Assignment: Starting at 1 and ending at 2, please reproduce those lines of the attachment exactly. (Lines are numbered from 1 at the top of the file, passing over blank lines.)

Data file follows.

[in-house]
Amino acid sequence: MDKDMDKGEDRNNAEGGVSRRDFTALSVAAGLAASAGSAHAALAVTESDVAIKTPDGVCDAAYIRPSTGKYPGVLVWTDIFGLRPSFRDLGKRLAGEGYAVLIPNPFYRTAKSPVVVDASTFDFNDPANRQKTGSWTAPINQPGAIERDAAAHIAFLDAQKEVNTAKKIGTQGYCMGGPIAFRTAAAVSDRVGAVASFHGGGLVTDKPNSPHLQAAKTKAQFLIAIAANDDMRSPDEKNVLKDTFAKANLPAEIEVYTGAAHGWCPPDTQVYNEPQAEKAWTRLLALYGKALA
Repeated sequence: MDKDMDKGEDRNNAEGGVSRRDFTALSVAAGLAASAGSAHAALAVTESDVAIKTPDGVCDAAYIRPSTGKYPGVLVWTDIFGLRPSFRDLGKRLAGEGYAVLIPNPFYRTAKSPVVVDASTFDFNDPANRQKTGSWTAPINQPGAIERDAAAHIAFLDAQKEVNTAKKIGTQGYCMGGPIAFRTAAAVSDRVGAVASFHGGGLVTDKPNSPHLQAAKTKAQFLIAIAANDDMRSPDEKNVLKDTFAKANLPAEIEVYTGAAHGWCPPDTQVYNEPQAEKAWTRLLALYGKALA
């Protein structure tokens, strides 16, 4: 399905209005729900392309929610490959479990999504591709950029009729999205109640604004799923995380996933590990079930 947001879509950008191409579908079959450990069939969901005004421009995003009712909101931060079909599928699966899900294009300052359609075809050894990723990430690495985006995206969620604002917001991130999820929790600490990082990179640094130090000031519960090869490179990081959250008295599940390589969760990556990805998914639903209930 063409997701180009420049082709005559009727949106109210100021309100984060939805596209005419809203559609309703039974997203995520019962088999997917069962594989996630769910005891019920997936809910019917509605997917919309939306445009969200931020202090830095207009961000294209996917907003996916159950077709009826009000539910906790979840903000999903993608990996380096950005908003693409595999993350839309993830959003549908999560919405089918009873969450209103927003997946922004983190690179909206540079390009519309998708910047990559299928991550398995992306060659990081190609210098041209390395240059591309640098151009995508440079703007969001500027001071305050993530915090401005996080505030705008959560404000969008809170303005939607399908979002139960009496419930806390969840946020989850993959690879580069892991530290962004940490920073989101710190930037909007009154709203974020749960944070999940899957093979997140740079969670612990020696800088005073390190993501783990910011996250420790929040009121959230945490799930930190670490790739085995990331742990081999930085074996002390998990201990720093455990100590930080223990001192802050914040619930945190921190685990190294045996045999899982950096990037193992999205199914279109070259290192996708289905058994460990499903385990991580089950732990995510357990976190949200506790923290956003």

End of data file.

[in-house]
Amino acid sequence: MDKDMDKGEDRNNAEGGVSRRDFTALSVAAGLAASAGSAHAALAVTESDVAIKTPDGVCDAAYIRPSTGKYPGVLVWTDIFGLRPSFRDLGKRLAGEGYAVLIPNPFYRTAKSPVVVDASTFDFNDPANRQKTGSWTAPINQPGAIERDAAAHIAFLDAQKEVNTAKKIGTQGYCMGGPIAFRTAAAVSDRVGAVASFHGGGLVTDKPNSPHLQAAKTKAQFLIAIAANDDMRSPDEKNVLKDTFAKANLPAEIEVYTGAAHGWCPPDTQVYNEPQAEKAWTRLLALYGKALA